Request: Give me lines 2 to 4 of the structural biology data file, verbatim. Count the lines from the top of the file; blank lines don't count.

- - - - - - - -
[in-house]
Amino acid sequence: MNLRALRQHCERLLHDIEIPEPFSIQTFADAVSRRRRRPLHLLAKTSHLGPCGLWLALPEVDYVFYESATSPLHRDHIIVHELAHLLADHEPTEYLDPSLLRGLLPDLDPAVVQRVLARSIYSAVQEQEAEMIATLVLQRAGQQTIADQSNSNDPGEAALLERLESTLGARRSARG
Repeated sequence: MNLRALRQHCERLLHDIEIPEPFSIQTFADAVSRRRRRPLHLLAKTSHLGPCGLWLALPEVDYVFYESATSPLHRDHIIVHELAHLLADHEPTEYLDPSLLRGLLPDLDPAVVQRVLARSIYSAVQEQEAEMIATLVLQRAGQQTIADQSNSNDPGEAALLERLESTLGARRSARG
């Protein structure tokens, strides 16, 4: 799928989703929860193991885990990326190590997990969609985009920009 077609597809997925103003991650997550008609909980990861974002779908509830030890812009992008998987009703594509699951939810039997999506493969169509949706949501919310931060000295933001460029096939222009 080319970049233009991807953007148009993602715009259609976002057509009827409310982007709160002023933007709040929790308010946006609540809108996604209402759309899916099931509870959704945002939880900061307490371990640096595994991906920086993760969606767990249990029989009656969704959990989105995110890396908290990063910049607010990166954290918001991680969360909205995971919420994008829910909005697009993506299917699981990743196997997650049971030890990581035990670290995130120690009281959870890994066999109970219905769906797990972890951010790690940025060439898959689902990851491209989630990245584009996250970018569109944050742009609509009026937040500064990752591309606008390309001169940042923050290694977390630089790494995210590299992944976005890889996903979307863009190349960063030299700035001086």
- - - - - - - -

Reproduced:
Amino acid sequence: MNLRALRQHCERLLHDIEIPEPFSIQTFADAVSRRRRRPLHLLAKTSHLGPCGLWLALPEVDYVFYESATSPLHRDHIIVHELAHLLADHEPTEYLDPSLLRGLLPDLDPAVVQRVLARSIYSAVQEQEAEMIATLVLQRAGQQTIADQSNSNDPGEAALLERLESTLGARRSARG
Repeated sequence: MNLRALRQHCERLLHDIEIPEPFSIQTFADAVSRRRRRPLHLLAKTSHLGPCGLWLALPEVDYVFYESATSPLHRDHIIVHELAHLLADHEPTEYLDPSLLRGLLPDLDPAVVQRVLARSIYSAVQEQEAEMIATLVLQRAGQQTIADQSNSNDPGEAALLERLESTLGARRSARG
């Protein structure tokens, strides 16, 4: 799928989703929860193991885990990326190590997990969609985009920009 077609597809997925103003991650997550008609909980990861974002779908509830030890812009992008998987009703594509699951939810039997999506493969169509949706949501919310931060000295933001460029096939222009 080319970049233009991807953007148009993602715009259609976002057509009827409310982007709160002023933007709040929790308010946006609540809108996604209402759309899916099931509870959704945002939880900061307490371990640096595994991906920086993760969606767990249990029989009656969704959990989105995110890396908290990063910049607010990166954290918001991680969360909205995971919420994008829910909005697009993506299917699981990743196997997650049971030890990581035990670290995130120690009281959870890994066999109970219905769906797990972890951010790690940025060439898959689902990851491209989630990245584009996250970018569109944050742009609509009026937040500064990752591309606008390309001169940042923050290694977390630089790494995210590299992944976005890889996903979307863009190349960063030299700035001086």